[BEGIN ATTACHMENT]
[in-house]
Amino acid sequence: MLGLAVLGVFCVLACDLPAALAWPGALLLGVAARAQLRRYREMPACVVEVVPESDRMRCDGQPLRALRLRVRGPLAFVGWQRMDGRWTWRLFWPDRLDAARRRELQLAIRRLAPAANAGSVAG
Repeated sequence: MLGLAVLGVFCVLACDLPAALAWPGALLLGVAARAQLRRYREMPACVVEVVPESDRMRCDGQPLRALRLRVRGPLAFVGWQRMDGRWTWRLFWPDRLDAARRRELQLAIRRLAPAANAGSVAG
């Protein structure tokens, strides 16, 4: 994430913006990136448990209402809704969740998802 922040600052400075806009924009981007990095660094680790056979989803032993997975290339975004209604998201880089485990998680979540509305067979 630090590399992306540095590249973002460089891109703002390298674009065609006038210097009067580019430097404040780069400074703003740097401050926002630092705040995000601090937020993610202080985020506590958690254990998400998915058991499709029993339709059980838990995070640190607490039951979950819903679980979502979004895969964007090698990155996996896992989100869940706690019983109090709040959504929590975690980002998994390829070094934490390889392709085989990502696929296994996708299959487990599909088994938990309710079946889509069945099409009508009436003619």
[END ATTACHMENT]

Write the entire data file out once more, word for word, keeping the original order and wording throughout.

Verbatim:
[in-house]
Amino acid sequence: MLGLAVLGVFCVLACDLPAALAWPGALLLGVAARAQLRRYREMPACVVEVVPESDRMRCDGQPLRALRLRVRGPLAFVGWQRMDGRWTWRLFWPDRLDAARRRELQLAIRRLAPAANAGSVAG
Repeated sequence: MLGLAVLGVFCVLACDLPAALAWPGALLLGVAARAQLRRYREMPACVVEVVPESDRMRCDGQPLRALRLRVRGPLAFVGWQRMDGRWTWRLFWPDRLDAARRRELQLAIRRLAPAANAGSVAG
């Protein structure tokens, strides 16, 4: 994430913006990136448990209402809704969740998802 922040600052400075806009924009981007990095660094680790056979989803032993997975290339975004209604998201880089485990998680979540509305067979 630090590399992306540095590249973002460089891109703002390298674009065609006038210097009067580019430097404040780069400074703003740097401050926002630092705040995000601090937020993610202080985020506590958690254990998400998915058991499709029993339709059980838990995070640190607490039951979950819903679980979502979004895969964007090698990155996996896992989100869940706690019983109090709040959504929590975690980002998994390829070094934490390889392709085989990502696929296994996708299959487990599909088994938990309710079946889509069945099409009508009436003619």